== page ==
We have learned a great deal about scientists and inventors from the writings and drawings they left in their notebooks. Beatrix Potter recorded very detailed watercolor paintings of plants, animals and mushrooms, and later used them to illustrate children’s books. Her very accurate scientific drawings of fungus have appeared in field guides.
Increasing the Engagement
Kids who enjoy sharing their observations through science journaling would benefit from the empowering experience of an innovation summer camp like Camp Galileo. Each of its four exciting themes will give elementary kids plenty to think and write about as they spend a week in collaborative exploration geared to their age and developmental level. In addition, all Galileo campers are introduced to the Galileo Innovation Approach®. The GIA encompasses the Innovator’s Mindset, which supports innovative thinking; the Innovator’s Process, which will help kids process and implement their ideas; and the Innovator’s Knowledge. This knowledge will help build background and skills for budding scientists and support their future explorations.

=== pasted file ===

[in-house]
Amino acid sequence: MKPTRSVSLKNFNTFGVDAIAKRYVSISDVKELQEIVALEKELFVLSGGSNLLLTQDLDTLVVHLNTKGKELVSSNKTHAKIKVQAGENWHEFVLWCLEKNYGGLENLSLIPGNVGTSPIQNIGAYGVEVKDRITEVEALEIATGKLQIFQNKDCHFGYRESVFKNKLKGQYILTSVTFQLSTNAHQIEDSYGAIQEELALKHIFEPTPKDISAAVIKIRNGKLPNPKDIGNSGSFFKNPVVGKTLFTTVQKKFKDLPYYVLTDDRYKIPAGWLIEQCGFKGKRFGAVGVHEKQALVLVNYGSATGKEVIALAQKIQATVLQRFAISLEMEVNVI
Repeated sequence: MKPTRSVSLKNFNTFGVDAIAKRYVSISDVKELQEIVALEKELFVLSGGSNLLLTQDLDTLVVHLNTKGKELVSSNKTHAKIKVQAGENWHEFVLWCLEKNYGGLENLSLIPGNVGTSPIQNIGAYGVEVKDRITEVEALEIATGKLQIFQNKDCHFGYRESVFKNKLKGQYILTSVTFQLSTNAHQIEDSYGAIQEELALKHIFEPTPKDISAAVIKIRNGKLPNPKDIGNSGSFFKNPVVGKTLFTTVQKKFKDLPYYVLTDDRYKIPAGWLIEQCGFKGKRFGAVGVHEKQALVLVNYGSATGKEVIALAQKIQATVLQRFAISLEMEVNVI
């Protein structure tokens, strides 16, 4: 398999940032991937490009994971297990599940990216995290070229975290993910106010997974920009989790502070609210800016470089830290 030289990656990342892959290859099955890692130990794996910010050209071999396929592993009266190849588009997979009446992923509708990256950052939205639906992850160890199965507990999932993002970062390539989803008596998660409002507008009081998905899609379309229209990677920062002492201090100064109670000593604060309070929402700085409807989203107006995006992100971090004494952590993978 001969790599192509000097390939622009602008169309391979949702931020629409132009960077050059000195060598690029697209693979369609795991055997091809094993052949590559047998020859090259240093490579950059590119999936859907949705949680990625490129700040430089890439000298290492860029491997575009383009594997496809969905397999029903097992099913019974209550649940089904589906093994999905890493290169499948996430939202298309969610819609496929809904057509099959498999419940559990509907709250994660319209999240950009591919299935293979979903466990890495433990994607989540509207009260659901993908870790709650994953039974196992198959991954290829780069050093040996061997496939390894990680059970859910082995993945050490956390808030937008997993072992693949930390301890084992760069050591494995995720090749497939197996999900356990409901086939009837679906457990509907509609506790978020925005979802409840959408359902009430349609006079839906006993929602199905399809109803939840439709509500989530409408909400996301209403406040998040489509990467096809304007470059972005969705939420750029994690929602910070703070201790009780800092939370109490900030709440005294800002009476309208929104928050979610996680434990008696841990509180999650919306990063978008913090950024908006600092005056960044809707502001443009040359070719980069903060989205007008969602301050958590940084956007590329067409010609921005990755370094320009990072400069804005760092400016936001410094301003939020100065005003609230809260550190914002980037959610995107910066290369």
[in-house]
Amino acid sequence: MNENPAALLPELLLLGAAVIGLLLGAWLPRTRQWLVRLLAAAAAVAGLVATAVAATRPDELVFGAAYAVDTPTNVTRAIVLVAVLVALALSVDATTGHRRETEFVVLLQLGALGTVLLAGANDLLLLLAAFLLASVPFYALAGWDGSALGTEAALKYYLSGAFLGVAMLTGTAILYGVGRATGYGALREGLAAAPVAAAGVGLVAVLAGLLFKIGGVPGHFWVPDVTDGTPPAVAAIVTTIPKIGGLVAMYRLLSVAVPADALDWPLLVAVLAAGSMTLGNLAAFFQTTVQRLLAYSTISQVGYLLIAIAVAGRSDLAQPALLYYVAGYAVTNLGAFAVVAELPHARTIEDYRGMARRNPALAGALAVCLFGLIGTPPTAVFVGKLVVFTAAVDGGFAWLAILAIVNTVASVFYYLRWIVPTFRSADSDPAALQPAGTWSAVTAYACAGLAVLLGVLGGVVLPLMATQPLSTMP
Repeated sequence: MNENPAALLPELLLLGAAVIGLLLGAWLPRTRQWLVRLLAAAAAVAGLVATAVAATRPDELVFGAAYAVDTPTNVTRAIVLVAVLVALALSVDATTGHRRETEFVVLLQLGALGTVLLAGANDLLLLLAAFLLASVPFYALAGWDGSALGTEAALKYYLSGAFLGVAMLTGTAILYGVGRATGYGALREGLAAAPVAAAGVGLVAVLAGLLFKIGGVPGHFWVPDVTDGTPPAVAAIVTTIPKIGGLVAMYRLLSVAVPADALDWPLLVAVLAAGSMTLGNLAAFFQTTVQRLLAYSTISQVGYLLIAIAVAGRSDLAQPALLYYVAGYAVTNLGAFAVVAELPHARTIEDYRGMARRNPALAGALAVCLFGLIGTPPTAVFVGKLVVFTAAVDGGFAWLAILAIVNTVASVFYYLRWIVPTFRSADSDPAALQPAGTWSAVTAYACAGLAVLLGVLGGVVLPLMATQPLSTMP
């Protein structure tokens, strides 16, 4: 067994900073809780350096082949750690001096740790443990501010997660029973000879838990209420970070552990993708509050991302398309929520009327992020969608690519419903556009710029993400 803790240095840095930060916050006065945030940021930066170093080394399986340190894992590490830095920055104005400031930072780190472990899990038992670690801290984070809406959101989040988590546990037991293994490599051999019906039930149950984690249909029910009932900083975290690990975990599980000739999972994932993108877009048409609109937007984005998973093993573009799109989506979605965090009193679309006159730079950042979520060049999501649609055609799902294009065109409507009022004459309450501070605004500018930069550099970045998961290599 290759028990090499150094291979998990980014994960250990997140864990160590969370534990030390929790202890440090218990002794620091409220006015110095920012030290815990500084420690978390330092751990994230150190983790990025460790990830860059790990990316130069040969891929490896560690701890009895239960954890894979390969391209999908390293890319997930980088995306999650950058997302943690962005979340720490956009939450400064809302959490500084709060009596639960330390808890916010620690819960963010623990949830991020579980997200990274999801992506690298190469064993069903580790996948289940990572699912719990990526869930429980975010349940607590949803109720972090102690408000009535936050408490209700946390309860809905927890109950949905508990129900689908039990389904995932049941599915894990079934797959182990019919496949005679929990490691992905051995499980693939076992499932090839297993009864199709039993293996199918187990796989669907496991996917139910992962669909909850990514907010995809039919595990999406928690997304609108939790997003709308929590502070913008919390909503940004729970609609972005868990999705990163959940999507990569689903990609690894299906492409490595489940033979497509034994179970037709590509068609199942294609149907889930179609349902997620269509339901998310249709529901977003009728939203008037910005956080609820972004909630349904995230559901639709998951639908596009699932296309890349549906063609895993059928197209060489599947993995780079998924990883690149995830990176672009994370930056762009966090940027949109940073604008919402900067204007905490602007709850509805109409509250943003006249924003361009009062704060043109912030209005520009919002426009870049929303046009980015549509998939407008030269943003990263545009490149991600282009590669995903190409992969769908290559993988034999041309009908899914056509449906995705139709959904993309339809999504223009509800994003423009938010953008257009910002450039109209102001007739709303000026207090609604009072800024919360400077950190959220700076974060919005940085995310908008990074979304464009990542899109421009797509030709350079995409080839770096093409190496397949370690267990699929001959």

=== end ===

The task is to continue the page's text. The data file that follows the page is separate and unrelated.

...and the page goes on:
Helping kids develop a habit of documenting their ideas and questions in a science journal is a good idea. Journaling encourages reflection, which aids in the evolution of ideas over time. It doesn’t require a big investment, just a little bit of time and attention. Kids who record their thoughts and ideas in a science journal are in the company of scientists, innovators and inventors who have changed the world. Emphasizing their power of observation and supporting a habit of journaling helps to prepare kids to follow in their footsteps.
To engage your elementary scientists and provide inspiration for their journals, check out these camps in your area: San Francisco, Southern California, and Chicagoland. Register for a camp session or sign up for our mailing list to keep up-to-date with camp happenings and innovation resources.